H&M back to supply chain drawing board to bolster lagging sales
- Swedish fashion retailer Hennes & Mauritz (H&M) announced, due to slow expected growth in 2017, the company once again will be investing in its supply chain to better “mirror our customers’ fast changing needs,” as reported by CIPS.
- While online performance was strong in 2017, the company said its physical stores are lagging and customer behavior changes are having the greatest impact on the company's lagging sales.
- The new investment — which follows a supply chain reorganization last year — is one component of a four-part plan to strengthen the company's competitive positioning. The overall plan includes investment in data analytics and intelligence to enhance retail assortment planning and sales, as well as technology investment to expand cloud computing, RFID and 3-D printing.
The performance of the supply chain has a direct result on customer satisfaction ... in all industries.
In restaurants, subpar ingredients will disappoint customers, no matter the skills of the chef. In industry, poor quality and delivery performance from suppliers will result in operational conflicts and schedule delays. And in retail, as we see in the case of H&M, extended supplier lead times can directly impact financial performance.
While some companies tend to blame the supply chain for their ills, from high costs to poor quality to extended deliveries, progressive companies use their supply chains as a competitive advantage early in the process. Companies such as H&M are reacting to supply chain issues while they should have been proactive much earlier. Limited market opportunities, like those found in the mercurial fashion industry, exacerbate supply failure.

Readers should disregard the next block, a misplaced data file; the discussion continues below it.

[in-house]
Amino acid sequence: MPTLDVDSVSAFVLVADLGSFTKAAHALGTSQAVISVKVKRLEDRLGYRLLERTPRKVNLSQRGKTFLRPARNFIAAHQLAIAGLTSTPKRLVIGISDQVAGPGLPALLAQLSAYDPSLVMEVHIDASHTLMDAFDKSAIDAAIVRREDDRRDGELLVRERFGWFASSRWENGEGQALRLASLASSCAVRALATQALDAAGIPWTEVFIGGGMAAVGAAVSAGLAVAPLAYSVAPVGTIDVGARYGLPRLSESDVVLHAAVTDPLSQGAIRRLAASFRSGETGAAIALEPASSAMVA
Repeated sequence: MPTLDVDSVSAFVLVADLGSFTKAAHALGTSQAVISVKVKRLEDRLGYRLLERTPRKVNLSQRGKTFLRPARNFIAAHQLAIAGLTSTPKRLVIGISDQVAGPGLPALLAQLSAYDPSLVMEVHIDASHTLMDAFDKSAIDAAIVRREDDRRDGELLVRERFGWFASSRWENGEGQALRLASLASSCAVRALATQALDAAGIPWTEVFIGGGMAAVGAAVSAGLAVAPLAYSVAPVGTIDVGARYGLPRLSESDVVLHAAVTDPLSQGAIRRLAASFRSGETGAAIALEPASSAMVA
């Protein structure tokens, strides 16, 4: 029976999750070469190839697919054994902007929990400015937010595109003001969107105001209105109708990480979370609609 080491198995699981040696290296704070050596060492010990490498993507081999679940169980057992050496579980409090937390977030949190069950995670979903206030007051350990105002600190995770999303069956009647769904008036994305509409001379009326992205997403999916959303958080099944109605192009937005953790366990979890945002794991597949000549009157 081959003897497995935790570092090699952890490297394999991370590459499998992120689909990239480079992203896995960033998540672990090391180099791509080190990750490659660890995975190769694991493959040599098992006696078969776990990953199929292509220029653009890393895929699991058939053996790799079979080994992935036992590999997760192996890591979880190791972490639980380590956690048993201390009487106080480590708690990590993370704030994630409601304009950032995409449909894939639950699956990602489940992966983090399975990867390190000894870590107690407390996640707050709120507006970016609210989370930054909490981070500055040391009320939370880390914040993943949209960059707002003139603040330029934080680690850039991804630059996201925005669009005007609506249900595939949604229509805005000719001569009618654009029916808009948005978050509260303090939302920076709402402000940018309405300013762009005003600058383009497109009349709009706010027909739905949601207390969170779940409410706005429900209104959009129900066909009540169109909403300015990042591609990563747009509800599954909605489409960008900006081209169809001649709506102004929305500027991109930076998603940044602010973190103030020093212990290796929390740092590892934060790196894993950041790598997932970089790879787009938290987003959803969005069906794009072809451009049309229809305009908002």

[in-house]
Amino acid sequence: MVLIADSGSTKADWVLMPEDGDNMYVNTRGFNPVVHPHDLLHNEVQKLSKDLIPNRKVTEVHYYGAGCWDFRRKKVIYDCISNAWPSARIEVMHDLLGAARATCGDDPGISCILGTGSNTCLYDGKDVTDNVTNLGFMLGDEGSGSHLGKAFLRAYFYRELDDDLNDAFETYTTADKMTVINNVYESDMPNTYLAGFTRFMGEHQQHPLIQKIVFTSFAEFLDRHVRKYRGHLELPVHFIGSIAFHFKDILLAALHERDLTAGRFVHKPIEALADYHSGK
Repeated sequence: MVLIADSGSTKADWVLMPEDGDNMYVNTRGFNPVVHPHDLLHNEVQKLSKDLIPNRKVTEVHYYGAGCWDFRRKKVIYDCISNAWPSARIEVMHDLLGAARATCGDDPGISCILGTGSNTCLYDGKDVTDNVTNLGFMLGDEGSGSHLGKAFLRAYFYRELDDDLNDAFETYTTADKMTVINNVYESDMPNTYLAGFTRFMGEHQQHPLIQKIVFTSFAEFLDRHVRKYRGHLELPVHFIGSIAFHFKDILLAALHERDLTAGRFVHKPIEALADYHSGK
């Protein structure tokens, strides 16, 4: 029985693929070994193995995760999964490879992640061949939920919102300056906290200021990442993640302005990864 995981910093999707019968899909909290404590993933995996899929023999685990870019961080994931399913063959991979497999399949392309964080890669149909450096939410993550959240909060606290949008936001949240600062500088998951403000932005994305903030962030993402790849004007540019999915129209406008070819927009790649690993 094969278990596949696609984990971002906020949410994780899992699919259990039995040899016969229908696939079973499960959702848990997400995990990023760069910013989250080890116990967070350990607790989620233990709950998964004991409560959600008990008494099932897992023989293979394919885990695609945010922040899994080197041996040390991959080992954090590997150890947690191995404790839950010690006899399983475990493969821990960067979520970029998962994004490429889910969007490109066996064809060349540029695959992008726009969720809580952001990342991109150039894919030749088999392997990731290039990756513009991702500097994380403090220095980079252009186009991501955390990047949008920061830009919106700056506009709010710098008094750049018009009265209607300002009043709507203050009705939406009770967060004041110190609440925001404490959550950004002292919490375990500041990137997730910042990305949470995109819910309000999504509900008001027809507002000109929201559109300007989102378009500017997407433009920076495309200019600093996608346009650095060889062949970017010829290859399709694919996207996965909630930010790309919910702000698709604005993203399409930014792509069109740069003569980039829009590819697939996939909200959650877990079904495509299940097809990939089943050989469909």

The primary shift from vertical integration, where most manufacturing is done in house, to horizontal integration, with its strong dependence on the performance of the supply chain, calls for a more aggressive role in strategic sourcing, supply management and supply chain integration. Add supply chain risk into the equation, and an active approach to managing the supply chain is critical.
Companies like H&M may be able to redesign their supply chain processes to shorten their lead-times and improve their financial performance and capture lost market share, but it will not be easy. Fixing things never are. When it comes to the supply chain, proactive — not reactive — wins the day.